A reference in Mark Bittman’s column yesterday (An Atheist’s Christmas Dream) reminded me of a special World War I moment I had earlier in my life.
Here’s what Bittman wrote:
Today marks the 100th anniversary of the “Christmas truce” of World War I, when soldiers from both sides left their weapons in the trenches and met in neutral territory to embrace, play soccer and no doubt drink to excess in the spirit of humanity. Although the acts were officially condemned, these “live and let live” moments were repeated throughout the war.
And here’s how his comments connected in my (much more recent, of course) memory:
Among the precious little treasures I have tucked away is a group of three World War I post cards found in a shop somewhere down about Hythe or Folkestone, in the time when I lived in England. I was mostly in Canterbury (although my research work took me all over the country), and in Canterbury, my best pals were Sandra and Colin Ward. When we could, we would take a day off and drive to the sea (as the English liked to say in those days) and poke about in different shops and markets in the several seaside towns we liked to visit.
Hythe and Folkestone were favorites of mine, and I remember how pleased we were when Sandra found these cards, one cold winter day as we were walking around, mostly stopping in the shops just to get warm. We weren’t really interested in buying much of anything, but Sandra had heard about these and I was very pleased when she told me the story behind them.
Apparently these cards were not all that unique, and I gather that during the 1914-1918 time period many of them were created (they show up – I understand – for sale to postcard collectors as simply “vintage sweetheart embroidered fabrication française” Paris postcards). Of my three, one card has a company name on it (“Paul Heckscher, Paris”).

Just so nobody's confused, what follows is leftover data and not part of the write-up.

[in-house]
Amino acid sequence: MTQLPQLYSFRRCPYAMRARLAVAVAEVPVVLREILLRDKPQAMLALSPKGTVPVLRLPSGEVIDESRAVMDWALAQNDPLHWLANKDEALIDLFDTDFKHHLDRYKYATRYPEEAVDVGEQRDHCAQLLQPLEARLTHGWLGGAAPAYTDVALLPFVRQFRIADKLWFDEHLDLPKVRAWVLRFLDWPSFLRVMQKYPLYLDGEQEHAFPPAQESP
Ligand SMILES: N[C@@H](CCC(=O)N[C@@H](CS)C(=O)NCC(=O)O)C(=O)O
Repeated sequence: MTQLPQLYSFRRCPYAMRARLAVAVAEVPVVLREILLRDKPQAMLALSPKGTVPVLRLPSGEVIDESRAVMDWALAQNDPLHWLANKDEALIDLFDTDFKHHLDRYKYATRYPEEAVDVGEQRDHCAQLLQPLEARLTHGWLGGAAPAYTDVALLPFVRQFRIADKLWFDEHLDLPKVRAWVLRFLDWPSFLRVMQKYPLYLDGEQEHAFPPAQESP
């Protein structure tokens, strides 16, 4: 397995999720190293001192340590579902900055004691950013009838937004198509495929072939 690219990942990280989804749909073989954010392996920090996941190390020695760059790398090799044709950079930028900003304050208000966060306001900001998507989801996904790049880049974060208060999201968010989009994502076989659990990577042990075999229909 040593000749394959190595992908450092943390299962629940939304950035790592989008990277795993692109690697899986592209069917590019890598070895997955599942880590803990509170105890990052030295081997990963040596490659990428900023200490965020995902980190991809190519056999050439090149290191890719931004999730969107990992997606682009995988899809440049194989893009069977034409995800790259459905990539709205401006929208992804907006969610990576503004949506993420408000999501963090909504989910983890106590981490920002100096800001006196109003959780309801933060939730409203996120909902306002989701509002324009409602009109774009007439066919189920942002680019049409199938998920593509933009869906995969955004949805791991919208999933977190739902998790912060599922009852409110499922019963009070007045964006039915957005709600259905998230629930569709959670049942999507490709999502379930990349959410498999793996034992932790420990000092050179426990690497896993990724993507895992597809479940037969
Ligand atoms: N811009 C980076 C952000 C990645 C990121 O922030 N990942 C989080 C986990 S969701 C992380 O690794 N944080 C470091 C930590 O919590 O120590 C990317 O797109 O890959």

I gather the designs were embroidered on a fairly lightweight, sheer fabric and inserted in a cardboard-like frame to make a postcard. The embroidery work was done – I learned – by the ladies in France, and then sold (for hardly anything, I imagine) to the English soldiers stationed in France, to send home to England.
So like the more-famous Christmas truce, the postcards represent another of those humanizing aspects of an otherwise inhumane situation, the horrible wartime environment these people were experiencing. Even today I have a few friends – my generation or a little older – who had fathers who fought in World War I and they still talk about the awful effect the war had on their parents.
So I’m happy I have these little “pieces” of sentiment, and it pleases me to share them here.
This card (above) is very special because I’m able to read the message on the back. No date, sadly, but the message – in pencil – reads:
Wishing him a Cheerful Xmas and a Bright New Year
With best Love
Just a card to wish you many happy returns of the day
With love from